North Suburban Medical Center in Thornton has expanded its services to include cardiac care for patients in the surrounding communities. With the opening of the hospital’s new, state-of-the-art catheterization lab, patients are now offered advanced medical technologies along with care from experienced medical staff.
"I feel very fortunate to be here, because it’s a really forward-thinking hospital," said Karen Anderson, RN, and cardiovascular patient and community education specialist at the hospital. "There are a lot of constraints on health care right now, but this is really exciting for me because they opened this cath lab in July with top-of-the-line equipment and recruited a great team to work in it. The administration saw the need to have a heart center in this area of town so people didn’t have to come to a community hospital and then get shipped into Denver."
Anderson said she was impressed not only with the fact that the administration of the hospital was able to recognize the growing community around the hospital and respond, but also wanted to make sure the community was educated about cardiovascular disease.
"Once you have a cath lab you have to have not just the cath lab, but you have to have a whole heart program," she said. "This is where I come in. I have 25 years in cardiac care and cardiac rehab. So, I was hired to come in and do the community and patient education.
"That’s another thing that was so great about this administration – they didn’t just build the cath lab and think now people will come to it. They sent me out into the community to get the word out," she said. "The community and patient teaching is part of the whole continuum of getting a good diagnosis and patients knowing they can come here and have good care. So far, with our follow-up phone calls, 99 percent of the people have been very pleased with their care and would recommend us to others."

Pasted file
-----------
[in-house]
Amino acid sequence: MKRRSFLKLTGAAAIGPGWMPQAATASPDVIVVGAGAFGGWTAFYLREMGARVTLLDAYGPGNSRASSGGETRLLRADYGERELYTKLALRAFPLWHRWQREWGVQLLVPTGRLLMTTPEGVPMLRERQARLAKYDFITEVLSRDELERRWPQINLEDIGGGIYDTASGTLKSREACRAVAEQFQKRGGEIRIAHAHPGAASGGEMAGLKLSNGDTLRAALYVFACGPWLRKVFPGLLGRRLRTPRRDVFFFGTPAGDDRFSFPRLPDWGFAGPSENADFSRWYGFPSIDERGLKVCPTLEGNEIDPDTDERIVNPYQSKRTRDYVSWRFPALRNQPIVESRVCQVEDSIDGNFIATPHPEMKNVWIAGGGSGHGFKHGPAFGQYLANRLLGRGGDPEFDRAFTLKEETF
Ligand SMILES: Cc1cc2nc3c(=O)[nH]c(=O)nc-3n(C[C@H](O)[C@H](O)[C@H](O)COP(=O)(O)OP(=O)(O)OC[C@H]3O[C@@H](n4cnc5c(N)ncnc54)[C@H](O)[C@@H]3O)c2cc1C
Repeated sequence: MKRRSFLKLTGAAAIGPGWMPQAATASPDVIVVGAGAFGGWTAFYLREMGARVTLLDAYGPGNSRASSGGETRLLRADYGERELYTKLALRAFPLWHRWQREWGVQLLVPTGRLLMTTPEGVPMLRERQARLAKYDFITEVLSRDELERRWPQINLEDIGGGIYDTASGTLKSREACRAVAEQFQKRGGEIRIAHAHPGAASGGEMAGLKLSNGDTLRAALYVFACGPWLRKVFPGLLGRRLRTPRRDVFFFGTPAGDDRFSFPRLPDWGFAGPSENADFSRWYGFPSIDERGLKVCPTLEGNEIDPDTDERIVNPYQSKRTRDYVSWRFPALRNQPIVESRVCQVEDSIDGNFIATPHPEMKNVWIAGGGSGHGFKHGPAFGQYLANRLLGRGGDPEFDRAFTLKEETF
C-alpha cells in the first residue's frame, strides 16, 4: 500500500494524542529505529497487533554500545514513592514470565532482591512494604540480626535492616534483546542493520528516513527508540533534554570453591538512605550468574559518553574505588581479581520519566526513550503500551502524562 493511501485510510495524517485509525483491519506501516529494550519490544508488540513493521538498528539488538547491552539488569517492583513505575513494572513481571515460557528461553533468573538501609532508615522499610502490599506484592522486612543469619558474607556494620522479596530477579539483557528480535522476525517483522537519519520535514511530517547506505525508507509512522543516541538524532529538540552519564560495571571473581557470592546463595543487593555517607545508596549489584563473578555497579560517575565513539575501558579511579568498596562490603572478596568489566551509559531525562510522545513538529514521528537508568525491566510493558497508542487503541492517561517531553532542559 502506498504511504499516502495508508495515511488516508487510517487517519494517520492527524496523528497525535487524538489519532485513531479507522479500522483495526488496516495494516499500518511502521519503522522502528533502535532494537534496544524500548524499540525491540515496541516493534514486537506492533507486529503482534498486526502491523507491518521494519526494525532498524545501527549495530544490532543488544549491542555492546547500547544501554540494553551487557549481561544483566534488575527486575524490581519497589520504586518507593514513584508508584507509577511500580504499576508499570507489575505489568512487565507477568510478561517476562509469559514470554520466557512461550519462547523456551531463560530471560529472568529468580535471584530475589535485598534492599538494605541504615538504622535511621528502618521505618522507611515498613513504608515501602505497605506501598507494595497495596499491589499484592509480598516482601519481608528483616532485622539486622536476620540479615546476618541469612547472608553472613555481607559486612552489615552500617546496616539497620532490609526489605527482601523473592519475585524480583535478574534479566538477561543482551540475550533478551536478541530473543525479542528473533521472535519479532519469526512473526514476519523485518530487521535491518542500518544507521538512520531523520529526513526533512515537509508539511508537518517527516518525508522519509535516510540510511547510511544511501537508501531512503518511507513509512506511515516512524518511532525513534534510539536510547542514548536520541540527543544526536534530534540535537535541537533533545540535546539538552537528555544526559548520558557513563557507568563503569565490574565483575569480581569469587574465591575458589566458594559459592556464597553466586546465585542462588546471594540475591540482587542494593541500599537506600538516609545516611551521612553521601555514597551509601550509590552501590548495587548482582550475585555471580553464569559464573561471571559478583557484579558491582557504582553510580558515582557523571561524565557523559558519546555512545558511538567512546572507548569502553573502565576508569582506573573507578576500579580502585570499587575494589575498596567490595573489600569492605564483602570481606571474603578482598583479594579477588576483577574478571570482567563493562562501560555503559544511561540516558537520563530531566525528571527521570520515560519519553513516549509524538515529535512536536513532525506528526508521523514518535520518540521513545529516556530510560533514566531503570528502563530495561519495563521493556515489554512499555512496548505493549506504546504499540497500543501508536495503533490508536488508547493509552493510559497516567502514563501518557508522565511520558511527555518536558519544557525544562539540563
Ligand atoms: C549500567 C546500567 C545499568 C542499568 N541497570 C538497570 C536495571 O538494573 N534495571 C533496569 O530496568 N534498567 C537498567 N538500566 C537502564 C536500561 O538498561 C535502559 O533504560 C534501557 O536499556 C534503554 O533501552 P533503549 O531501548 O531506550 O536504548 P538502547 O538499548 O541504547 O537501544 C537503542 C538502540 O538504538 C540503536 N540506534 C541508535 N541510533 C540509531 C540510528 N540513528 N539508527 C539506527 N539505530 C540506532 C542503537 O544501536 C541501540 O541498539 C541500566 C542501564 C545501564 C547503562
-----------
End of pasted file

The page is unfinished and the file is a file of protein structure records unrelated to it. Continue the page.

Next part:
As part of the services to the community, North Suburban has been offering free seminars twice a month to anyone who would like to attend. The one-hour seminars taught at the hospital cover the topics of the latest evaluation and diagnostic methods, non-surgical treatments and new medicines.
"The biggest part of the program is the hands-on approach," said Pam Miller, director of cardiovascular services. "We have a very knowledgeable staff and that adds a real value to the program. Historically, patients were here in the ED and then went downtown, now they can stay here – it’s a great service for the community."
Patient education, according to Anderson, can help save lives.
"The thing about heart disease is that it is hard to diagnose by symptoms because symptoms are different for different people," Anderson said. "Symptoms also can be very vague and the patient can have a hard time understanding how serious things are. It’s really important to let them know the seriousness of this disease – I had a man who wanted to leave the hospital because he didn’t think he really needed bypass surgery, and that happens all the time because patients don’t really feel that ill. Heart disease is different and it needs a different approach."
According to Anderson, patients have a lot less time in the hospital today to mentally digest all that has happened than they used to because procedures for acute events take place so quickly.
"The support after an acute event is extremely important, because they do not understand what just happened," Anderson said. "People kind of have this idea that they’ve been fixed, not that it’s a disease they have that they have to stay on top of. If you don’t get them to understand that at the beginning, they might be back – education is very important."
The services included at North Suburban include emergency cardiac services, providing ED patients with rapid diagnosis and treatment. The hospital has an outpatient unit that allows cardiovascular patients easy admission, procedure prep and specialized recovery services.
The ICU provides beds, nursing staff and state-of-the-art monitoring for heart patients, and the hospital’s telemetry unit allows patients to move freely during heart monitoring. The nuclear medicine area uses various imaging techniques in conducting stress tests, and the cardiac rehabilitation offers recovering patients educational information. The rehab also offers diet counseling and monitored exercise sessions.
When it’s all said and done, there is an estimated 46 years of total experience working in the Cardiac Services department, according to Anderson. The team includes certified nurses and technicians who are specially trained in cardiovascular procedures and education.
The cardiac catheterization team is available 24 hours a day and can assemble within 30 minutes of any cardiac emergency.
"We’re just so excited about this new program," Miller said. "If we’ve saved one life, we’ve done our job."